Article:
As you may recall, I worked at Macy's for five years. Since I'm not a fashionable person and I hate to shop, I wasn't tempted by much of the merchandise. I do however, have two weaknesses: linens and dishes. I loved those two departments. I espcially loved to work in the china department. I could wander around and look at those lovely designs forever.
I can't afford to have a lot of expensive dishes. I think that's why I collect coffee cups. I can keep 30-50 coffee cups at a time, enjoy the different designs, and not feel guilty about investing too much money. Besides, at least half of them were gifts!
A friend's email reminded me recently of the beginnings of my fascination for dishes. My great-grandmother Alexander had the best dishes ever created- Blue Willow. I've borrowed the following history of Blue Willow from Luanne Oda. (I was afraid half of you would miss it if I just linked it.) I hope that by giving her credit Luanne doesn't hunt me down and slap me! LOL
THE HISTORY OF BLUE WILLOW
by Luanne Oda
I have seen credit given for the willow china pattern given to at least two different people. One would be Thomas Turner who is said to have introduced the famous design in about 1780. The original copper plate for his design was engraved by Thomas Minton and is still preserved at Coalport China. The most reported story says that the willow design was the creation of Josiah Spode, a derivation of an original Chinese pattern called Mandarin. Spode developed his willow pattern sometime around 1790.
The traditional willow design always features a large beautiful Chinese home with a willow tree, small bridge with 3 figures, a humble servants house at the foot of the bridge, a small Chinese boat & of course the famous love birds above the willow tree. The romantic lore of the design could have added to it's popularity over the years.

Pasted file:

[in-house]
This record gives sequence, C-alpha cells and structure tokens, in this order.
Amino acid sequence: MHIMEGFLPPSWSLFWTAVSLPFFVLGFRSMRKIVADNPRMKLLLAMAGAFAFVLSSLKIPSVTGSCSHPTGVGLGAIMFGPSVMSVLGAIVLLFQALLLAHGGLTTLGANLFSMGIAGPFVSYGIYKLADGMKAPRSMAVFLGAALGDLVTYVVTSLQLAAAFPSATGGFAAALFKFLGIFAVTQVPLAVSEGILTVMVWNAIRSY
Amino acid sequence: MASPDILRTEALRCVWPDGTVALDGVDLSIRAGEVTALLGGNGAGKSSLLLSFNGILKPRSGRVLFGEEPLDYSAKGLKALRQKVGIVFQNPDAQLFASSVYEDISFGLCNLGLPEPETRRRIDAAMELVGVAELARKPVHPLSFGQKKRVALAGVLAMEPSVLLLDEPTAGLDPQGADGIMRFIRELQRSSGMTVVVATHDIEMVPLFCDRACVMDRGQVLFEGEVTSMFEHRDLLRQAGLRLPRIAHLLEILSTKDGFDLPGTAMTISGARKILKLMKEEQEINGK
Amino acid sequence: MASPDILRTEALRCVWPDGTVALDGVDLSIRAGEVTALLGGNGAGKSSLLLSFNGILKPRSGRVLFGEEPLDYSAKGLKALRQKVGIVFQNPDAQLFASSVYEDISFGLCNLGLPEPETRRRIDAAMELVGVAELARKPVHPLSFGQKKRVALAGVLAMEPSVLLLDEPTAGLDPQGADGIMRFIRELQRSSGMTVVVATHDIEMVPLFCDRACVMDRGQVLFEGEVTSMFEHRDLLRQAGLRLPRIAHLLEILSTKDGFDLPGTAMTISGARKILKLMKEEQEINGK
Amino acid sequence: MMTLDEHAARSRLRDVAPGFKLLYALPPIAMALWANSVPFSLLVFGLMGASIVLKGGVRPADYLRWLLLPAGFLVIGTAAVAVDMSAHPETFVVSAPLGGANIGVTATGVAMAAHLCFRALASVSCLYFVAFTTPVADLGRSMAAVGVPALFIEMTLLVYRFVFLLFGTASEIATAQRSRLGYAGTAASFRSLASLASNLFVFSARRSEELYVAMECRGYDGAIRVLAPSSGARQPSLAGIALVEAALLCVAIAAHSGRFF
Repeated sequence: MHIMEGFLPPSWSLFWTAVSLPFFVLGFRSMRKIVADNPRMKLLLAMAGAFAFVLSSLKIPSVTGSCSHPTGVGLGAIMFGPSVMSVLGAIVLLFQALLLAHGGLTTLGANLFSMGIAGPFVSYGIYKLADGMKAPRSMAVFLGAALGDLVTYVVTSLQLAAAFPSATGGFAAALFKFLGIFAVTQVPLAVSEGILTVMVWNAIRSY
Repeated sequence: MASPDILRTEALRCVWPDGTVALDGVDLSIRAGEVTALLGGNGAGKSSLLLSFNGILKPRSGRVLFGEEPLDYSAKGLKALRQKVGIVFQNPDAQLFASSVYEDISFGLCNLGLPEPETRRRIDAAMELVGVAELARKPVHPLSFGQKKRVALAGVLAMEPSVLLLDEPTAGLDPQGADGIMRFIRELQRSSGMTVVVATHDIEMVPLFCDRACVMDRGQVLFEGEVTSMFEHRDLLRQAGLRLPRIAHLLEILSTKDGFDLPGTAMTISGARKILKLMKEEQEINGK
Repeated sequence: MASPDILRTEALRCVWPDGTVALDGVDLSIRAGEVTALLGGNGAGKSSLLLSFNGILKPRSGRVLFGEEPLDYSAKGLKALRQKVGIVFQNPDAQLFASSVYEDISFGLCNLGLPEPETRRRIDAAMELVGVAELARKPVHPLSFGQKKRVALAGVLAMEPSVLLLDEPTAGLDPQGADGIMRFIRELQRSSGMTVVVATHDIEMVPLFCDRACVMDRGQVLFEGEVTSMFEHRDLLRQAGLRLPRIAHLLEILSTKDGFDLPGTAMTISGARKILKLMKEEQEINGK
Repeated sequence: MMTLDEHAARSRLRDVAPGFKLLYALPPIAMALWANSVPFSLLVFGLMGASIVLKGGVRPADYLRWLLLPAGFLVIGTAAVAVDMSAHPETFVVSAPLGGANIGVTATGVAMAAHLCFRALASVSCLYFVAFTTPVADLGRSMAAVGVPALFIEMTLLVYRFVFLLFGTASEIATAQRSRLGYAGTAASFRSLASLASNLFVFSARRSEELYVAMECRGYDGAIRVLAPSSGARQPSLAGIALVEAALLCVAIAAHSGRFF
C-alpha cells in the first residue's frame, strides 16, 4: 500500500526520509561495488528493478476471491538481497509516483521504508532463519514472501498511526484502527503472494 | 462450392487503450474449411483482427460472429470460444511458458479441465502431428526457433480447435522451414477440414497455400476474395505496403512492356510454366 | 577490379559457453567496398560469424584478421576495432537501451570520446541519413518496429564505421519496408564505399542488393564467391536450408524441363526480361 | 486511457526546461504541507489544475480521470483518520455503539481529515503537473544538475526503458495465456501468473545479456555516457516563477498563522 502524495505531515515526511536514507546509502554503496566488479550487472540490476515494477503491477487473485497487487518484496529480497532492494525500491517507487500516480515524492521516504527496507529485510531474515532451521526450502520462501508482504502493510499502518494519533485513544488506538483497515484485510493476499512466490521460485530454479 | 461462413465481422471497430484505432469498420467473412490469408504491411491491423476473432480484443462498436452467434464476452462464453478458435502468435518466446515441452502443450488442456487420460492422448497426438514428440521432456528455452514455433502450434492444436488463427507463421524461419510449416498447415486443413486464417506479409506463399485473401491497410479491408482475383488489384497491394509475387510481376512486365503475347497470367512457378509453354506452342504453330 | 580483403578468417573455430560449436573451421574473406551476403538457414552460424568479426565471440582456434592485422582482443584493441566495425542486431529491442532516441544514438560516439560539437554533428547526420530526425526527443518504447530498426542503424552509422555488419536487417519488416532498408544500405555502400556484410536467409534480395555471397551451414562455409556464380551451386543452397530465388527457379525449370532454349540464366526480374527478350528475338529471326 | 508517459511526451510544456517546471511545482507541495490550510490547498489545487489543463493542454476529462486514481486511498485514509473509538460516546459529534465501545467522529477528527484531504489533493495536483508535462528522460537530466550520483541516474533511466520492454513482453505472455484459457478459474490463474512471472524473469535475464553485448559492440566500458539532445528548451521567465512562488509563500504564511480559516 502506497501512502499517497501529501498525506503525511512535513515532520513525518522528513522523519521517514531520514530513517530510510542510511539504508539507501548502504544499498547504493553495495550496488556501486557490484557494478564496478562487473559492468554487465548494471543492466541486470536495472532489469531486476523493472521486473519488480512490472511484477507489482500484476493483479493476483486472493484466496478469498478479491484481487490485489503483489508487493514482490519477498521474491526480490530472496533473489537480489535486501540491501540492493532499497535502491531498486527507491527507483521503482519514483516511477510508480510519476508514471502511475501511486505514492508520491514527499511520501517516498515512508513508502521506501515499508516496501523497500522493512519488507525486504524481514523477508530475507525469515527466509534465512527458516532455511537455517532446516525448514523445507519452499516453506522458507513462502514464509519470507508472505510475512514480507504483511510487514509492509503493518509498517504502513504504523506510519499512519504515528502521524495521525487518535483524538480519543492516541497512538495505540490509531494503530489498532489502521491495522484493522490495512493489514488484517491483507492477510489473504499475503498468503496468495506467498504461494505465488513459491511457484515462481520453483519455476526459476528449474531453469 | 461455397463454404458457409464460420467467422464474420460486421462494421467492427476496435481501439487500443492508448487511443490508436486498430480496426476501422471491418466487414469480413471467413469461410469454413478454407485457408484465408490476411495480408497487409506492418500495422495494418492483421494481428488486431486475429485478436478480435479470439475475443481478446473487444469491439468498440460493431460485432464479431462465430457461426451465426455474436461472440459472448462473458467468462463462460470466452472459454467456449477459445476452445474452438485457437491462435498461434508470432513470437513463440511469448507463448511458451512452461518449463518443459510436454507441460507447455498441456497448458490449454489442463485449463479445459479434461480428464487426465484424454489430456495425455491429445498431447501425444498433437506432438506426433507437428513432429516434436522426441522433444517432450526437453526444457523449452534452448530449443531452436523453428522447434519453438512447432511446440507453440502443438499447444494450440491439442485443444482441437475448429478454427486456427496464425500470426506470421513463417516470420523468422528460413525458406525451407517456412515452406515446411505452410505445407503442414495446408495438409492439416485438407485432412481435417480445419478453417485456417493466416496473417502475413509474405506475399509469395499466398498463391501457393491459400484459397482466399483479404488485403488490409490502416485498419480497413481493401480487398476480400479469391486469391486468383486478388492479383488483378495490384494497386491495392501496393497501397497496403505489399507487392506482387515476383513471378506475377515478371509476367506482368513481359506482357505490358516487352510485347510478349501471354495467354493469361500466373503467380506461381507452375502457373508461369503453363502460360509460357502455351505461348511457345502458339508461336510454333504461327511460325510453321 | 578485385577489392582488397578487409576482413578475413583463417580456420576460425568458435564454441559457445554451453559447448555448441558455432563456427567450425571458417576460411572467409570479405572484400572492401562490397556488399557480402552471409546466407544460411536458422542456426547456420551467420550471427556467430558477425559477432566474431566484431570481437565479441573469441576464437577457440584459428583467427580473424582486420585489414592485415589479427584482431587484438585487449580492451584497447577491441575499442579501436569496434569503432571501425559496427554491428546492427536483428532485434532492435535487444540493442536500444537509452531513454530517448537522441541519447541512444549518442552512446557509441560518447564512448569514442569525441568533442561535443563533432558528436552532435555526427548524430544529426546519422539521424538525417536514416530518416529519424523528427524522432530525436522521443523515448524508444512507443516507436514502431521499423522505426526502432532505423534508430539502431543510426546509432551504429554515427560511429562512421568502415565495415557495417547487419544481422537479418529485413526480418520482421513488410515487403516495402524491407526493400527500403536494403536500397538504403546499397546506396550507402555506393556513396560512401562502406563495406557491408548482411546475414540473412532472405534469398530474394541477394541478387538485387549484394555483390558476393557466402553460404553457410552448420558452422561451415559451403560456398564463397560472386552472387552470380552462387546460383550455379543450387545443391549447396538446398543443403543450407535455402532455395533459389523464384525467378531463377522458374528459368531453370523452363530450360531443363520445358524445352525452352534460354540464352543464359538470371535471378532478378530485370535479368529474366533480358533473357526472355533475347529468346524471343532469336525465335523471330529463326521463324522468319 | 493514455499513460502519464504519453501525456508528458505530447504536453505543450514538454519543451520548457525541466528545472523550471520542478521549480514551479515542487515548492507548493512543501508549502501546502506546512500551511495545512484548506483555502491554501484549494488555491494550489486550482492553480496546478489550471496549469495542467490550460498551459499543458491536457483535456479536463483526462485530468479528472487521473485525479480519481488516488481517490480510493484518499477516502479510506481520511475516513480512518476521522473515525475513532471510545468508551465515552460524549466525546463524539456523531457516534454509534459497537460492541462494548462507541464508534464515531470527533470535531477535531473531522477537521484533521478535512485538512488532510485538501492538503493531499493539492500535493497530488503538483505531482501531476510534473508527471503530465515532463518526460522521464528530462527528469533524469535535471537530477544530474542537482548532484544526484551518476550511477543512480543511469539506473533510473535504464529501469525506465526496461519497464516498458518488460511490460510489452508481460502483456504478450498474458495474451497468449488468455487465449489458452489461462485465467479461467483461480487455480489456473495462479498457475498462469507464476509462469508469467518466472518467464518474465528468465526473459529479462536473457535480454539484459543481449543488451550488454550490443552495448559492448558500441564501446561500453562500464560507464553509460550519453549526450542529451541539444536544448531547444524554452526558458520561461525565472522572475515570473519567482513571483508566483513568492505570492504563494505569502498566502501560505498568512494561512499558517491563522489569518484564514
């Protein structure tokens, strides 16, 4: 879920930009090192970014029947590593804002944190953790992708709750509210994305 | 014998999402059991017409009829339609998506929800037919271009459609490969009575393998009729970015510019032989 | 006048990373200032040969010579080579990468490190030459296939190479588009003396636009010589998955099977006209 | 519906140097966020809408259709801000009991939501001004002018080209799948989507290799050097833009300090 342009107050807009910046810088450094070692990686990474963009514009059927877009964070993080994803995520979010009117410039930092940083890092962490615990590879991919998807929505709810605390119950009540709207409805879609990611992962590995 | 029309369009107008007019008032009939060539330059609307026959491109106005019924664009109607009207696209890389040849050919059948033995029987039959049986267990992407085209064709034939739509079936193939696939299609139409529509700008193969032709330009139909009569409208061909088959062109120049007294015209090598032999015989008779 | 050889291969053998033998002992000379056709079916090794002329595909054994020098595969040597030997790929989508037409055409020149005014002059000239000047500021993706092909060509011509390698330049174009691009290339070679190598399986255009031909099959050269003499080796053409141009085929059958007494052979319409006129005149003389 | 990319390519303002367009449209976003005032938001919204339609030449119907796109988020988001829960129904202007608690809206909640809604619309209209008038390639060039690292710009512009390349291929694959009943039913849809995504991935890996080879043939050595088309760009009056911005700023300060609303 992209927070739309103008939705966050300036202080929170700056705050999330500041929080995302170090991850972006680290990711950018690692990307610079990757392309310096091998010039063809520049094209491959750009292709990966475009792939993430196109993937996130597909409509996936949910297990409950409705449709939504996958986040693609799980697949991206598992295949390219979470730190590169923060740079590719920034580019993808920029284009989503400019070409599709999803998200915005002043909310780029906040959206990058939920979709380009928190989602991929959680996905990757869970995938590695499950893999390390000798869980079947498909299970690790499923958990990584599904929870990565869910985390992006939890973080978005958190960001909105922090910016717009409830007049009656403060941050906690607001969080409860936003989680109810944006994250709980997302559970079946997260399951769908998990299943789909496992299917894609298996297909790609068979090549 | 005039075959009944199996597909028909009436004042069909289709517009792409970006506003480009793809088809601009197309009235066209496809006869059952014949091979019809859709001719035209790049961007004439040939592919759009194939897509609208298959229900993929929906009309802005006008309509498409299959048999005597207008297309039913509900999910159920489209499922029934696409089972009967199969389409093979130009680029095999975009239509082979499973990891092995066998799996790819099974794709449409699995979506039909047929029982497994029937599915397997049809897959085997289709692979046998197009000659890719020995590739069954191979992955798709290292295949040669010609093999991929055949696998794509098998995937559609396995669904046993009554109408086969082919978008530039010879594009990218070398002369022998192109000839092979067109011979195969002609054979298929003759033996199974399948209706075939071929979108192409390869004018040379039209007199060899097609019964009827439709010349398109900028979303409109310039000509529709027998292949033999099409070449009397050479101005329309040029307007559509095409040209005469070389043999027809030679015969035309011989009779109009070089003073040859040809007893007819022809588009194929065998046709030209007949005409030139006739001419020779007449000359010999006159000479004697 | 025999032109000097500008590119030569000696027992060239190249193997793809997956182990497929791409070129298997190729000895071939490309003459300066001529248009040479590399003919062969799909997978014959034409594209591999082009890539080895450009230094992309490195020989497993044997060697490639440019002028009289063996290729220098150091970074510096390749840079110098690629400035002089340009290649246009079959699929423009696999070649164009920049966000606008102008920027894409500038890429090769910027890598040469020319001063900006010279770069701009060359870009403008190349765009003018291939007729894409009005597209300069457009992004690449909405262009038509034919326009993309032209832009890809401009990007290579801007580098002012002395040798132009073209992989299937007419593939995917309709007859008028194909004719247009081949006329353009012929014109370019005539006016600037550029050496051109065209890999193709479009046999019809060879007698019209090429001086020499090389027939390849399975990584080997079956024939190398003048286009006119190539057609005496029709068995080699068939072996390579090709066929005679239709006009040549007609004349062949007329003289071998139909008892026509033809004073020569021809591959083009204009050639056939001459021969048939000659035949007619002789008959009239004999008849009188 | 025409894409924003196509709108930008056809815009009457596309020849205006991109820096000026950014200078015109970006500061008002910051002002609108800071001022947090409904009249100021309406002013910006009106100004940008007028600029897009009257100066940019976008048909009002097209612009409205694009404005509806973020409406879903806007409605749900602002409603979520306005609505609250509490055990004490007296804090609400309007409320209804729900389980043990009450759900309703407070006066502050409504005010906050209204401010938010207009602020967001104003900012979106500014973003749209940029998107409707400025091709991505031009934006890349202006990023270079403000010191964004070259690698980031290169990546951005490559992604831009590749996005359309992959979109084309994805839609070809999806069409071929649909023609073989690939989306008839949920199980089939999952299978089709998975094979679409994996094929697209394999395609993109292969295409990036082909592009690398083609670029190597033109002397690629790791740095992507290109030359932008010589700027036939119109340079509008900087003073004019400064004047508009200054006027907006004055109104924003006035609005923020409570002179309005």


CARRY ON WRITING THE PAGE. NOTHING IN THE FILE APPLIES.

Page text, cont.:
The story goes something like this.......
Long ago, in the days when China was ruled by emperors, a Chinese mandarin, Tso Ling, lived in the magnificent pagoda under the branches of the apple tree on the right of the bridge, over which droops the famous willow tree, and in front of which is seen the graceful lines of the fence. Tso Ling was the father of a beautiful girl, Kwang-se, who was the promised bride of an old but wealthy merchant. The girl, however, fell in love with Chang, her father’s clerk. The lovers eloped across the sea to the cottage on the island. The mandarin pursued and caught the lovers and was about to have them killed when the gods transformed them into a pair of turtle doves. These are seen gazing into each other’s eyes at the top of the design. A lengthy and old Staffordshire poem of the pattern concludes with the verse: "In the oft quoted plate two birds are perceived, High in the heaven above: These are the spirits of Chang and Kwang-se, A twin pair of ever in love".
Isn't that the best story? I can remember staring at the dishes. I didn't want to put food on them. From looking at websites, I would imagine Big Mama had this particular pattern- the Barratts Willow. I don't know who ended up getting her dishes.